1. Is the package Styrofoam and therefore “banned in Seattle”?
  2. If it is not Styrofoam how should it be disposed?

Is it possible to note to shoppers when a situation forces the temporary or highly infrequent stocking of a product or packaging that is an exception to PCC’s guidelines and, in the case of packaging, to provide disposal instructions? Perhaps you could add a shelf tag: “Do not compost or recycle this packaging.” (Ridwell does take Styrofoam periodically.)

I hope that PCC would not knowingly accept banned packaging and then fail to advise shoppers on its proper disposal.

Thanks for your attention and thanks for your efforts,

— Sylvan Lowens

PCC replies: Thank you for taking the time to send in this thoughtful question about mushroom packaging.

To answer your first question, it is correct that the #6 mushroom packaging is Styrofoam and would be best disposed of as trash (unless you have access to a private service, such as Ridwell, that provides Styrofoam recycling). Because the mushroom packaging is provided by our vendor, and the current Seattle Styrofoam ban only applies to service ware and products packaged by the retailer, it is not in violation of the Seattle ban.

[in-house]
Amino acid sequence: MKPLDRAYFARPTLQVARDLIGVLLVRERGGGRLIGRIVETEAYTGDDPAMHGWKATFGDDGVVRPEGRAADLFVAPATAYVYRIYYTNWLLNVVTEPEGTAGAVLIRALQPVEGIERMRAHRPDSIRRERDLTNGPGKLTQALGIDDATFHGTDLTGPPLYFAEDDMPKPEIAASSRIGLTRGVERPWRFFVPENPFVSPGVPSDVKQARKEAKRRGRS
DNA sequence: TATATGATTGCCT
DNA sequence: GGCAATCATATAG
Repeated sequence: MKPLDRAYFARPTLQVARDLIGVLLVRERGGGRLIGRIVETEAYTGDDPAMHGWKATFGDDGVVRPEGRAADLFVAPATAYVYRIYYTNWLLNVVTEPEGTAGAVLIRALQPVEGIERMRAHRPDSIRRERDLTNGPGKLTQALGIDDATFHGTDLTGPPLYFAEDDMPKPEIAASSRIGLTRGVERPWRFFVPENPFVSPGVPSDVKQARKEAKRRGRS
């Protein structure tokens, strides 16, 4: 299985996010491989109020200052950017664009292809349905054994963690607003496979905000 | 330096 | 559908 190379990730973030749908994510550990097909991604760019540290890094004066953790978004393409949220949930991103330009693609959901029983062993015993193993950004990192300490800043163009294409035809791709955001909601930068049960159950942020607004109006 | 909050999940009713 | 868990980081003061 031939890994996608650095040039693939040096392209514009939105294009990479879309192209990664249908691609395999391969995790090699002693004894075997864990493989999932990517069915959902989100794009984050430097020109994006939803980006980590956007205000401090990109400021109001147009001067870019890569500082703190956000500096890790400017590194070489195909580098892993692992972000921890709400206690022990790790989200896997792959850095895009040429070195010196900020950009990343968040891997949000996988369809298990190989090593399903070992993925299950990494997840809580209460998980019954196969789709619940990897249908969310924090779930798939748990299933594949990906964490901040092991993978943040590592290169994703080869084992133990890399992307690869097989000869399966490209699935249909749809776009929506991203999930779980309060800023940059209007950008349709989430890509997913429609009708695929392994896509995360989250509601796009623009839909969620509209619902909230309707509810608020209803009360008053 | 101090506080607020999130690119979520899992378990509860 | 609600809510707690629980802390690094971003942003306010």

PCC, however, strongly encourages our vendors to avoid polystyrene, and continues to work with vendors, such as the company that provides these mushrooms, to switch their products to more sustainable packaging alternatives, such as molded fiber. That said, our influence only goes so far and changing the food industry’s deeply ingrained dependency on plastic packaging is a complex undertaking, one that is continually evolving.

This is one of the reasons why we also invest in advocacy beyond our store shelves and vendors and were thrilled when a statewide initiative to ban certain plastic and Styrofoam products (that PCC endorsed) was passed into law in May 2021. The law still provides exemptions for certain pre-packaged food cartons, but the continued pressure these broader bans place on the marketplace to develop better alternatives is an important step toward reducing our society’s dependence on plastics.